U.S. Sen. Elizabeth Warren, D-Mass., sent letters Thursday to more than two dozen banks and financial institutions asking whether they would support plans to delay the U.S. Department of Labor’s fiduciary rule for retirement account advisers, suggesting a rollback could hurt the many firms that have already implemented the rule.
A Boeing employee claiming the aerospace giant improperly classified him as exempt from overtime premiums lost his renewed bid for class certification Wednesday when a Washington federal judge found that his proposed class was still too varied.
The Occupational Safety and Health Administration said Wednesday it has ordered Amtrak to rehire and pay nearly $1 million in back wages and damages to a whistleblower who was fired after raising safety concerns about a contractor.
New Jersey lawmakers on Thursday advanced proposals aiming to close the gender pay gap with one bill prohibiting companies that receive state assistance from paying women less than men and another establishing an office to advocate for women in the workplace.
FordHarrison LLP has added an employment attorney previously with United Airlines Inc. as a partner in its Washington, D.C., office, the firm announced.
Golden Corral Corp. may offer customers an endless buffet, but it has shown itself to be less bountiful to those it employs as associate managers by wrongfully exempting them from federal and state overtime pay requirements, according to a lawsuit filed in Pennsylvania federal court Wednesday.
The Fourth Circuit on Thursday upheld former Massey Energy Co. CEO Don Blankenship's conviction for conspiring to violate mine safety laws before a 2010 coal mine explosion that claimed 29 lives, finding no mistakes by the lower court to warrant a reversal.
The former general counsel for Bio-Rad Laboratories Inc. took the stand in his retaliation suit accusing the life sciences company of firing him for reporting possible Foreign Corrupt Practices Act violations related to payments in China, testifying that Bio-Rad’s CEO resisted his attempts to investigate possible wrongdoing.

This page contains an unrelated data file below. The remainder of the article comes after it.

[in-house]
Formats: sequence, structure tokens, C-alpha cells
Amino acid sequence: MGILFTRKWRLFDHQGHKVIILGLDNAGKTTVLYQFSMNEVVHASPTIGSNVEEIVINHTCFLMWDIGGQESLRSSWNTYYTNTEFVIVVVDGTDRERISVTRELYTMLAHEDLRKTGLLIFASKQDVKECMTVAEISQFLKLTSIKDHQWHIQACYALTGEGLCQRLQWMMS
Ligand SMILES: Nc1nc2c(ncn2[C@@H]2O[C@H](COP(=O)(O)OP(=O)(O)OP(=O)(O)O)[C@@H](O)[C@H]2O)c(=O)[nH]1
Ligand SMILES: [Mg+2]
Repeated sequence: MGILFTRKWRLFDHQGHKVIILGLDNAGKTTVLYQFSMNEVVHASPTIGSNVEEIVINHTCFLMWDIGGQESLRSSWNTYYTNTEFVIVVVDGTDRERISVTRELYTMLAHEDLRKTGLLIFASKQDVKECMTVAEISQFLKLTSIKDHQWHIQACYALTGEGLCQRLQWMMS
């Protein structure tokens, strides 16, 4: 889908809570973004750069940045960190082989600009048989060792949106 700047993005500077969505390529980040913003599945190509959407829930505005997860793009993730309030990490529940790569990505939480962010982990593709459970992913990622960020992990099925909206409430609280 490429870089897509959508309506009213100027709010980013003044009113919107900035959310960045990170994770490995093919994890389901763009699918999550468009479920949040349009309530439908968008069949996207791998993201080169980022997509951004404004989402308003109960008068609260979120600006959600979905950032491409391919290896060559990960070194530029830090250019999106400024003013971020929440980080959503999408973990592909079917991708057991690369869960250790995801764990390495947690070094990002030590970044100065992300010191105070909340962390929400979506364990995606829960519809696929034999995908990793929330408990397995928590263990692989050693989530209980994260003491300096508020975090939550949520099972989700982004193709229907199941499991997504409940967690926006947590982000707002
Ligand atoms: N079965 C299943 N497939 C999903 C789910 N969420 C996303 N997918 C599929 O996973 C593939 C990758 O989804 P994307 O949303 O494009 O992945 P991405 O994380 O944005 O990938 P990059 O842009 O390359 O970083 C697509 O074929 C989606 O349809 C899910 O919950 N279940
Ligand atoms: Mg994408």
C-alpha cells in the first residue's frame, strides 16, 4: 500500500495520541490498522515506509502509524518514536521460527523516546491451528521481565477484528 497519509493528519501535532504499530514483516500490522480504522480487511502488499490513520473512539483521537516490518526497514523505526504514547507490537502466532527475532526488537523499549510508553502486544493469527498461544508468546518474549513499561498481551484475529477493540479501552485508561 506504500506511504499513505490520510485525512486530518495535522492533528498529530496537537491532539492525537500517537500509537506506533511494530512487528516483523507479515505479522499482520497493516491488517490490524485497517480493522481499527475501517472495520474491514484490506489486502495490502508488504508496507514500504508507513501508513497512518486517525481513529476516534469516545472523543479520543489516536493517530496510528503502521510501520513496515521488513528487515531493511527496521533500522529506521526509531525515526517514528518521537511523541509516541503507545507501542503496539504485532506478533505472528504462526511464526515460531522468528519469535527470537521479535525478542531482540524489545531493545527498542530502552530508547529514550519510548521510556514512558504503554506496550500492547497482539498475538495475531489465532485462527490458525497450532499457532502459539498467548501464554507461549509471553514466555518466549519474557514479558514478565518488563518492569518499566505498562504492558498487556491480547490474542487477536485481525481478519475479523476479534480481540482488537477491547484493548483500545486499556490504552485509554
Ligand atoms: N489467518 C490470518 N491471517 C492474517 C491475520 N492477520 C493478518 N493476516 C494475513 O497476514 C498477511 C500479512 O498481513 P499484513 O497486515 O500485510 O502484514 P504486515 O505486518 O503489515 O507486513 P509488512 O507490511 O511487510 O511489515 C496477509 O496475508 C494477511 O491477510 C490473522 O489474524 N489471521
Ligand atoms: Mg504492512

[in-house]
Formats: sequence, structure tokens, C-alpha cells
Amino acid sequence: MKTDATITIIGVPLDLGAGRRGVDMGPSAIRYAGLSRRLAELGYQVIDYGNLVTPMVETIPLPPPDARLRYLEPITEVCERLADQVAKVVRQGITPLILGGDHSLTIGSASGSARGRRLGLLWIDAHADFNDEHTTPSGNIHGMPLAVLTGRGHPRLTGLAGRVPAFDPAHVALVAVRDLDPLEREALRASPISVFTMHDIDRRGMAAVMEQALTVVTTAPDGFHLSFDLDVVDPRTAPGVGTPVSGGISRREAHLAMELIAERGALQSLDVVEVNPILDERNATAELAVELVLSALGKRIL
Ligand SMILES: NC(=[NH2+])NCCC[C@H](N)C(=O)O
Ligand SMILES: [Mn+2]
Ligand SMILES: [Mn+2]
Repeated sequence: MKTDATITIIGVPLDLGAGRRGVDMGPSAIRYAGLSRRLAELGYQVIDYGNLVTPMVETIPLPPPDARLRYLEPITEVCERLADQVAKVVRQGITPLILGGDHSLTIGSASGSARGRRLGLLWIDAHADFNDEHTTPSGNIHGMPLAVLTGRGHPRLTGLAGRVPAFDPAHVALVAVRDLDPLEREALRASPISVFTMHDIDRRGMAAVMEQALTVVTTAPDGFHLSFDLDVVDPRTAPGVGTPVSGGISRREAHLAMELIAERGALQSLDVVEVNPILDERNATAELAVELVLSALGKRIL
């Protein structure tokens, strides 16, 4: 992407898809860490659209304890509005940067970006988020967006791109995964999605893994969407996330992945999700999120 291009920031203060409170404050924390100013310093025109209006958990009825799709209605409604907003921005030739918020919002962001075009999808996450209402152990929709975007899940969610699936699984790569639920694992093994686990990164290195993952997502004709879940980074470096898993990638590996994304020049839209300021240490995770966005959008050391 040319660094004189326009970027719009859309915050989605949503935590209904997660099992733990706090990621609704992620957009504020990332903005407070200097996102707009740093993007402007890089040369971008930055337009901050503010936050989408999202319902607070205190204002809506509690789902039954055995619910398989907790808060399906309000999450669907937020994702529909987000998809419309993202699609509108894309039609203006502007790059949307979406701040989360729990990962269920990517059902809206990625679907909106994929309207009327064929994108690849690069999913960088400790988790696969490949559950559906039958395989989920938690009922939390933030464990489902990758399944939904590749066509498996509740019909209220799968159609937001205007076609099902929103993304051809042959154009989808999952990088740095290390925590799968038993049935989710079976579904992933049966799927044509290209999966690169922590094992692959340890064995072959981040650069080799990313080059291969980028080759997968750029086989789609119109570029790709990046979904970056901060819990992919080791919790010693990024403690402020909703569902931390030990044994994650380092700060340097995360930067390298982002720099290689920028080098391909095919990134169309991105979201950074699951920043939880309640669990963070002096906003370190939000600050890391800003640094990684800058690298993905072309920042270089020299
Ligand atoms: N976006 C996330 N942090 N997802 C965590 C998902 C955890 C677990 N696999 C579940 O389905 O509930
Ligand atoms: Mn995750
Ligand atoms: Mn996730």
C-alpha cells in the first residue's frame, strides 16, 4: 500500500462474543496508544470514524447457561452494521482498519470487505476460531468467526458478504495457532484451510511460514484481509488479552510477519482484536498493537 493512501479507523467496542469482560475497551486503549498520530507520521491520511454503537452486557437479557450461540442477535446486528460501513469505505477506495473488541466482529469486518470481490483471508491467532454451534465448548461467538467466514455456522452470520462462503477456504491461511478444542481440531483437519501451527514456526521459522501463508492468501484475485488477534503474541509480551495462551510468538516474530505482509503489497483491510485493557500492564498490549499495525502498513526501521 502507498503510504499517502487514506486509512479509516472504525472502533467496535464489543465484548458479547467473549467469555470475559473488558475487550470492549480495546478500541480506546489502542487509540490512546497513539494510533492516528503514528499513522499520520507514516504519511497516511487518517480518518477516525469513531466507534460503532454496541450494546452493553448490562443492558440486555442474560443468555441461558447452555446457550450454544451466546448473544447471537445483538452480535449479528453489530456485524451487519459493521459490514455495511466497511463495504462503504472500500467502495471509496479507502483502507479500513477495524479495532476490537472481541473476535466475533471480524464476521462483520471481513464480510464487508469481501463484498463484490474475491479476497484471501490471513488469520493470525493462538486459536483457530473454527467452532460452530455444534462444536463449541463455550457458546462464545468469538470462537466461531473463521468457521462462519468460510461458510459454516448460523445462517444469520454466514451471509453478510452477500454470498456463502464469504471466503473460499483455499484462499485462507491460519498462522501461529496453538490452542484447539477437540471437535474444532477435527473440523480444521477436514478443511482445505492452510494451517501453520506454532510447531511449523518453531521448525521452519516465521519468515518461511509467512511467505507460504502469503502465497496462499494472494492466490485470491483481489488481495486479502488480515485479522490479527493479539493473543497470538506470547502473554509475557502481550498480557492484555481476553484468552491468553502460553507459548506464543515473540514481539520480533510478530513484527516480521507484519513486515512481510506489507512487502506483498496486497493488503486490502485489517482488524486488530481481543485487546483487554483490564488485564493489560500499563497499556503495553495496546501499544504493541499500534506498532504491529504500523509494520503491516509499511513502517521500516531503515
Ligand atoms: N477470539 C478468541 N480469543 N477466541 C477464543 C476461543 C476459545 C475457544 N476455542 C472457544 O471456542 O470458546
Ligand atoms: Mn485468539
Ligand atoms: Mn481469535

The federal government ripped into the New York City Department of Transportation on Wednesday, alleging its maintenance division's managers habitually used racial slurs and systematically excluded minority candidates for supervisory spots.
A federal judge in Texas on Wednesday awarded about $330,000 in attorneys' fees and expenses to a handful of business groups that led a successful challenge of the U.S. Department of Labor's so-called persuader rule, which expanded employers' disclosure requirements related to union-organizing campaigns.
A former employee at the Trump National Golf Club Colts Neck alleging he was not rehired due to his age is taking his claims to the Third Circuit after his lawsuit was thrown out by a federal district judge, filing a notice of appeal on Tuesday.
The U.S. Department of Justice accused the New York Police Department on Tuesday of refusing to hire an HIV-positive man as a police emergency dispatcher after discovering his health condition, according to a lawsuit filed in New York federal court.
A multicourt battle over an ex-Goldman Sachs programmer’s rights to corporate legal defense benefits could soon hop back to New Jersey even as the Delaware Supreme Court wrestles with an appeal over the Chancery Court’s rejection of the claim.
The U.S. Department of Labor fired off a lawsuit against Oracle America Inc. Tuesday, alleging that the computer technology giant discriminates against women and minorities by paying them less than their counterparts and also discriminates against qualified non-Asian applicants in favor of Asian candidates for certain roles.
A unit of Deutsche Lufthansa AG agreed to pay $1.1 million in a deal with a class of sheet metal workers who had claimed they were misclassified as independent contractors and denied overtime, according to papers filed in Maine federal court on Wednesday.
A Northern Mariana Islands company will pay a civil penalty and establish a back-pay fund to resolve allegations it discriminated against U.S. citizens and work-authorized immigrants in hiring, the U.S. Department of Justice said Tuesday.
An Australian sports surface company named in a lawsuit by a former NFL linebacker who suffered a career-ending Achilles tendon injury on a removable natural grass playing surface again urged a Texas federal court to dismiss claims against it Tuesday, arguing the player had not satisfied international service requirements.